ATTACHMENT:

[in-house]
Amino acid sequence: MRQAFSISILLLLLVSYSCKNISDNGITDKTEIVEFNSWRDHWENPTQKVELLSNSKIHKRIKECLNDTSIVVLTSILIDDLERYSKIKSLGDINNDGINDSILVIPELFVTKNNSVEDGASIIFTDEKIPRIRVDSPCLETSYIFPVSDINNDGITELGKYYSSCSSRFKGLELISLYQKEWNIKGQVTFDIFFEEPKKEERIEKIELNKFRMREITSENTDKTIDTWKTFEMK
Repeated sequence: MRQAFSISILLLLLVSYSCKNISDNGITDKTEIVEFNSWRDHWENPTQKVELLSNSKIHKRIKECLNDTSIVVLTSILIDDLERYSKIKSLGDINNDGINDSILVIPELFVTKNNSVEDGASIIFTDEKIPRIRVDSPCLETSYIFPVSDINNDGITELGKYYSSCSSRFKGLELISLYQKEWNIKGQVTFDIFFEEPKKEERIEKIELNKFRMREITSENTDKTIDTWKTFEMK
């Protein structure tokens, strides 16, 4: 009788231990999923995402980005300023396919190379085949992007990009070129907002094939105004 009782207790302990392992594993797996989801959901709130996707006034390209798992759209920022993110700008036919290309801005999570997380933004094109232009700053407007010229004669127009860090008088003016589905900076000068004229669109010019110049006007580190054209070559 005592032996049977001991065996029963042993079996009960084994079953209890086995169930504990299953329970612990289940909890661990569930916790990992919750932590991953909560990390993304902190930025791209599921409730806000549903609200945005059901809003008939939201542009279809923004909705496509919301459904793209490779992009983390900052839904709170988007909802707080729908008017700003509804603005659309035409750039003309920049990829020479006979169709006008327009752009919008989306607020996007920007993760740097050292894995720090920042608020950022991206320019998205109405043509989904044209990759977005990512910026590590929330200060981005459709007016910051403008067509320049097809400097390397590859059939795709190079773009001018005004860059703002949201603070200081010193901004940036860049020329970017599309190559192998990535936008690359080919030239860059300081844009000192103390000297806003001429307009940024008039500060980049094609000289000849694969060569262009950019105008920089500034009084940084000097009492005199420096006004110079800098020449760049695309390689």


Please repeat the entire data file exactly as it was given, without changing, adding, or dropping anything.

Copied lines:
[in-house]
Amino acid sequence: MRQAFSISILLLLLVSYSCKNISDNGITDKTEIVEFNSWRDHWENPTQKVELLSNSKIHKRIKECLNDTSIVVLTSILIDDLERYSKIKSLGDINNDGINDSILVIPELFVTKNNSVEDGASIIFTDEKIPRIRVDSPCLETSYIFPVSDINNDGITELGKYYSSCSSRFKGLELISLYQKEWNIKGQVTFDIFFEEPKKEERIEKIELNKFRMREITSENTDKTIDTWKTFEMK
Repeated sequence: MRQAFSISILLLLLVSYSCKNISDNGITDKTEIVEFNSWRDHWENPTQKVELLSNSKIHKRIKECLNDTSIVVLTSILIDDLERYSKIKSLGDINNDGINDSILVIPELFVTKNNSVEDGASIIFTDEKIPRIRVDSPCLETSYIFPVSDINNDGITELGKYYSSCSSRFKGLELISLYQKEWNIKGQVTFDIFFEEPKKEERIEKIELNKFRMREITSENTDKTIDTWKTFEMK
């Protein structure tokens, strides 16, 4: 009788231990999923995402980005300023396919190379085949992007990009070129907002094939105004 009782207790302990392992594993797996989801959901709130996707006034390209798992759209920022993110700008036919290309801005999570997380933004094109232009700053407007010229004669127009860090008088003016589905900076000068004229669109010019110049006007580190054209070559 005592032996049977001991065996029963042993079996009960084994079953209890086995169930504990299953329970612990289940909890661990569930916790990992919750932590991953909560990390993304902190930025791209599921409730806000549903609200945005059901809003008939939201542009279809923004909705496509919301459904793209490779992009983390900052839904709170988007909802707080729908008017700003509804603005659309035409750039003309920049990829020479006979169709006008327009752009919008989306607020996007920007993760740097050292894995720090920042608020950022991206320019998205109405043509989904044209990759977005990512910026590590929330200060981005459709007016910051403008067509320049097809400097390397590859059939795709190079773009001018005004860059703002949201603070200081010193901004940036860049020329970017599309190559192998990535936008690359080919030239860059300081844009000192103390000297806003001429307009940024008039500060980049094609000289000849694969060569262009950019105008920089500034009084940084000097009492005199420096006004110079800098020449760049695309390689």